Industrial property is well placed to ride out the short-term uncertainty caused by COVID-19, says Colliers International.
According to the latest Colliers radar paper, COVID-19 Industrial Implications, recent growth in demand for transport and logistics and the industrial sector’s key role in supply will see the sector through the months ahead.
Malcom Tyson, Colliers International managing director for industrial, says the “fundamentals within the Australian industrial and logistics market remain favourable”.
Several structural and cyclical changes are “playing into the hands of the sector,” Tyson adds.
“Bringing it back to basics, the key drivers of the industrial market in recent years have been population growth, infrastructure investment, growth in e-commerce and low cost of debt.
“Although population growth is expected to take a hit over the short term, as net overseas migration drops significantly off the back of travel restrictions and the closure of the Australian borders to non-citizens, the outlook for the other key drivers in the current environment remains unchanged.”
Colliers notes that the e-commerce sector continues to expand and the coronavirus outbreak is expected to accelerate online retail sales and subsequent demand for industrial space.
“With stores adjusting their hours and political leaders asking the public to stay home, the value of e-commerce has increased exponentially,” explains Colliers associate director of research, Luke Crawford.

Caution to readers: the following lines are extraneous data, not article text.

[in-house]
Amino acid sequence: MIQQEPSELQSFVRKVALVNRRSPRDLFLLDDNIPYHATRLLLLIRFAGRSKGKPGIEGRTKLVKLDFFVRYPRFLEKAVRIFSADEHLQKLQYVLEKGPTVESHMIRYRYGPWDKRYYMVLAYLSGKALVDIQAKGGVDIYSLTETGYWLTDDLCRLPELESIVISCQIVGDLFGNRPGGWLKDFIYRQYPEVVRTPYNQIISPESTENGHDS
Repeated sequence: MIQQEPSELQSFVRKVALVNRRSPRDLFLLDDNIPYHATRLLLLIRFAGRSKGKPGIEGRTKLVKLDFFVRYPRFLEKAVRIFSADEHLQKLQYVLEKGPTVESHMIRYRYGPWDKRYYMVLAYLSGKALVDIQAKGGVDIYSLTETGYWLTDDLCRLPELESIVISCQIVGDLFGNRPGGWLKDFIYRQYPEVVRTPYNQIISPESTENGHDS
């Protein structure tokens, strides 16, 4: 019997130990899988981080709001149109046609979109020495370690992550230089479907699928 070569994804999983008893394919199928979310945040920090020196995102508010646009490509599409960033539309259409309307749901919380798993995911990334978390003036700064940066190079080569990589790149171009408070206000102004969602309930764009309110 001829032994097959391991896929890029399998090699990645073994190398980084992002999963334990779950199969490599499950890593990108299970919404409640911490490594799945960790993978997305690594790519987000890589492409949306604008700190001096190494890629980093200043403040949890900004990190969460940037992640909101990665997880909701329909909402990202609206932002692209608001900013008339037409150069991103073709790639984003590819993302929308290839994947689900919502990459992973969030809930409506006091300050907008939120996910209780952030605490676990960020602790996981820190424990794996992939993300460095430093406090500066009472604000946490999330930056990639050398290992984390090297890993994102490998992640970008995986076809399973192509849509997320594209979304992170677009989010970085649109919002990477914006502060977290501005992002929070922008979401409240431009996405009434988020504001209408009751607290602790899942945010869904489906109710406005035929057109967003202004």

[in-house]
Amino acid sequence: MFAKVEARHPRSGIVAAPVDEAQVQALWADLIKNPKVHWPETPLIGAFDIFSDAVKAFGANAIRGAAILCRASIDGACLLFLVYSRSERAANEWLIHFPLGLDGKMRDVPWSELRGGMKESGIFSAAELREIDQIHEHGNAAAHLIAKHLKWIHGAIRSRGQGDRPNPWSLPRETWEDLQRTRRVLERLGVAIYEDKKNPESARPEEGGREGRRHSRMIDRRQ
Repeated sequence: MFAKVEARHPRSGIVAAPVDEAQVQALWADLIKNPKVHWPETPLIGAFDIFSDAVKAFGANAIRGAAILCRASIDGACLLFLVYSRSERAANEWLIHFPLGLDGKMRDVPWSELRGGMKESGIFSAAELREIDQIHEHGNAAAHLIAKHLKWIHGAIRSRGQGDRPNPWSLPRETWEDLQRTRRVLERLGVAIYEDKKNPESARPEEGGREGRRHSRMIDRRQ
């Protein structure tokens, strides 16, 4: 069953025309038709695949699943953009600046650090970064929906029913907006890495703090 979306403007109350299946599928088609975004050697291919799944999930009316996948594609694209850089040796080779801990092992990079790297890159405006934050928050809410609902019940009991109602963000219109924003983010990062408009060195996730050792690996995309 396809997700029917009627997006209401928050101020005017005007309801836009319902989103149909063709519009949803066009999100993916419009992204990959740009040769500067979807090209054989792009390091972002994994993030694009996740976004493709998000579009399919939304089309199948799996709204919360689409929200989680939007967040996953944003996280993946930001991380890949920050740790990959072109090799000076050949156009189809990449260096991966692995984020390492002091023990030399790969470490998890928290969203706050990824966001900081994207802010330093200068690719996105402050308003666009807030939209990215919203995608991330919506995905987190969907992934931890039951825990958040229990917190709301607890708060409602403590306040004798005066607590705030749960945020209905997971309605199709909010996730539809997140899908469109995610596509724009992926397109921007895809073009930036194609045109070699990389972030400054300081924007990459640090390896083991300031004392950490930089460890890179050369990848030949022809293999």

Demand for large distribution and warehouse facilities is expected to “continue its strong run”, particularly for “last-mile locations” as Crawford explains.
“Food companies, logistics companies, warehousing and to some extent manufacturing have shown how important they are in times of ‘social distancing’ and keeping the supply chain open.”
Crawford says panic buying has also spurred food manufacturers and suppliers to reassess the adequacy of their distribution and warehousing facilities.
In late March Coles announced its intention to open three ‘pop-up’ distribution centres in New South Wales, Victoria and Queensland to cater for the rapid growth in food and grocery purchases. Colliers expects some companies may need to expand their industrial footprint in metro areas to keep up with the increased demand.
Crawford says while COVID-19 has had an impact on the investment decisions of some groups, there is still “significant amounts of capital chasing assets” and more recently this has seen the return of private investors to the market.
“As a result, it represents a favourable time to offload long-held assets and take advantage of strong capital gains recorded over the past five years.”